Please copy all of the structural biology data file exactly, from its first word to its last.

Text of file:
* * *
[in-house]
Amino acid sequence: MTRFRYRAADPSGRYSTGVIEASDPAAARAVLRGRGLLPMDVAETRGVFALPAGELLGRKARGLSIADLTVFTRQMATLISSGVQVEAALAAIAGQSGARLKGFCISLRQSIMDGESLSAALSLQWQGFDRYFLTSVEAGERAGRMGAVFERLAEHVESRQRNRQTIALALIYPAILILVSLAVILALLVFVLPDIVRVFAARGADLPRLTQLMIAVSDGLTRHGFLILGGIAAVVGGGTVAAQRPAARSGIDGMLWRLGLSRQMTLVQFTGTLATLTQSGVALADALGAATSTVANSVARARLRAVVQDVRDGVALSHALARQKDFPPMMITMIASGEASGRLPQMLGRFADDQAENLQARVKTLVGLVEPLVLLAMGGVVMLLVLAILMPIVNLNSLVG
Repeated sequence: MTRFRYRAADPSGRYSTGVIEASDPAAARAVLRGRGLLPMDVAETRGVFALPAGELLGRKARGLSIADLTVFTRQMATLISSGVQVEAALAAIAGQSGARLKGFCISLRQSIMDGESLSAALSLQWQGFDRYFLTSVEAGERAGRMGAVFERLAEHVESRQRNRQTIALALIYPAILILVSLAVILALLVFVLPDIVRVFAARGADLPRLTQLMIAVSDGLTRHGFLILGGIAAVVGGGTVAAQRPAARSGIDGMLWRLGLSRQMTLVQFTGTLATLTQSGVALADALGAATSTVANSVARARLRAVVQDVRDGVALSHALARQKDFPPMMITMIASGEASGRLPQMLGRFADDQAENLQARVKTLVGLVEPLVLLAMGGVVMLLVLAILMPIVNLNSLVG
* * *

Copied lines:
[in-house]
Amino acid sequence: MTRFRYRAADPSGRYSTGVIEASDPAAARAVLRGRGLLPMDVAETRGVFALPAGELLGRKARGLSIADLTVFTRQMATLISSGVQVEAALAAIAGQSGARLKGFCISLRQSIMDGESLSAALSLQWQGFDRYFLTSVEAGERAGRMGAVFERLAEHVESRQRNRQTIALALIYPAILILVSLAVILALLVFVLPDIVRVFAARGADLPRLTQLMIAVSDGLTRHGFLILGGIAAVVGGGTVAAQRPAARSGIDGMLWRLGLSRQMTLVQFTGTLATLTQSGVALADALGAATSTVANSVARARLRAVVQDVRDGVALSHALARQKDFPPMMITMIASGEASGRLPQMLGRFADDQAENLQARVKTLVGLVEPLVLLAMGGVVMLLVLAILMPIVNLNSLVG
Repeated sequence: MTRFRYRAADPSGRYSTGVIEASDPAAARAVLRGRGLLPMDVAETRGVFALPAGELLGRKARGLSIADLTVFTRQMATLISSGVQVEAALAAIAGQSGARLKGFCISLRQSIMDGESLSAALSLQWQGFDRYFLTSVEAGERAGRMGAVFERLAEHVESRQRNRQTIALALIYPAILILVSLAVILALLVFVLPDIVRVFAARGADLPRLTQLMIAVSDGLTRHGFLILGGIAAVVGGGTVAAQRPAARSGIDGMLWRLGLSRQMTLVQFTGTLATLTQSGVALADALGAATSTVANSVARARLRAVVQDVRDGVALSHALARQKDFPPMMITMIASGEASGRLPQMLGRFADDQAENLQARVKTLVGLVEPLVLLAMGGVVMLLVLAILMPIVNLNSLVG